The Smithtown Animal Shelter, which has been beset by criticism over the past year, may have a fresh start with a new shelter supervisor.

Smithtown Town Board members voted 5-0 July 14 to amend a union deal to reduce the position's salary and appointed Susan M. Hansen, 59, of Rocky Point, to the post at $83,000 annually.

Hansen's appointment is subject to a 26-week probationary period, and her start date will be set pending the results of a drug screening and other medical tests.

"Her interview was so excellent," said Councilwoman Lynne C. Nowick, who chose Hansen from the six top scorers on the Suffolk County Civil Service list. "The things she has done in the past knocked everybody outside of the water."

Nowick, the board's shelter liaison, said she was impressed by Hansen's work with animal rescue groups -- including Responsible Solutions for Valued Pets, based on the East End, where she has volunteered for the past decade, and Hansen's own nonprofit organization, A Better Shelter Inc., which works to improve shelters Islandwide.

Hansen is a grant analyst for the Suffolk County Department of Public Works -- a skill Nowick said could be put to good use for future wish-list items, such as having a surgical room and veterinarian on staff. "Where a municipality can't do that because of the expense, grants are very important."

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Hansen said she is looking forward to working with members of the Smithtown Animal Shelter Advisory Council to develop policies to improve the shelter, which Nowick said houses about 15 dogs and 80 cats.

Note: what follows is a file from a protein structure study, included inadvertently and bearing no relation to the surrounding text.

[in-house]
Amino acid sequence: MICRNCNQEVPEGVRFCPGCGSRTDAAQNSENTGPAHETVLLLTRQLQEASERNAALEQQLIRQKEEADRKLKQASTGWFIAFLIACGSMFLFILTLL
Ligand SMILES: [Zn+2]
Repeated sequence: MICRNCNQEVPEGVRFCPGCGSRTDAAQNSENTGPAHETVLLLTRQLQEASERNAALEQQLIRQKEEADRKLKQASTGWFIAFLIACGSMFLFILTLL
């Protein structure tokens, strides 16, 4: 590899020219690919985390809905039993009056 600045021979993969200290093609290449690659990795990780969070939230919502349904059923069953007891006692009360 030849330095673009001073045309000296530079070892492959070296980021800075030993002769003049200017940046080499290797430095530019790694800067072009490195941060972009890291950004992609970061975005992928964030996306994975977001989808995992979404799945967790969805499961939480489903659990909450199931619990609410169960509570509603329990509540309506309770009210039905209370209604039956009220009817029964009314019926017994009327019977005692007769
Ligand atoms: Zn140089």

"I intend to make drastic changes," Hansen said. "I'm a very conscientious person about cleanliness and having a welcoming shelter environment."

Among her top objectives are reducing the shelter cat population through adoptions and establishing relationships with animal rescue groups.

Over the past year, animal advocates alleged that former shelter director George Beatty -- who retired in June with a salary of $119,629 -- failed to enforce cleanliness and allowed cats to suffer from infections. He has denied those claims.

Diane Madden, an appointed advisory council member, said she credited changes to advocates "who exposed the conduct at the shelter and the suffering of the animals."

Madden said she liked Hansen's euthanasia policy -- that only suffering, terminally ill animals and those with extreme aggression that cannot be rehabilitated or safely released should be euthanized. Hansen is "no-kill minded, rescue-friendly, community-embracing," Madden said.

Hansen said she spent her career as a computer programmer and worked briefly as a math teacher but has always volunteered to help animals -- such as at Brookhaven and Riverhead town shelters.

"I enjoy them for their innocence and their beauty," she said. "And when they're in need, I feel compelled to help."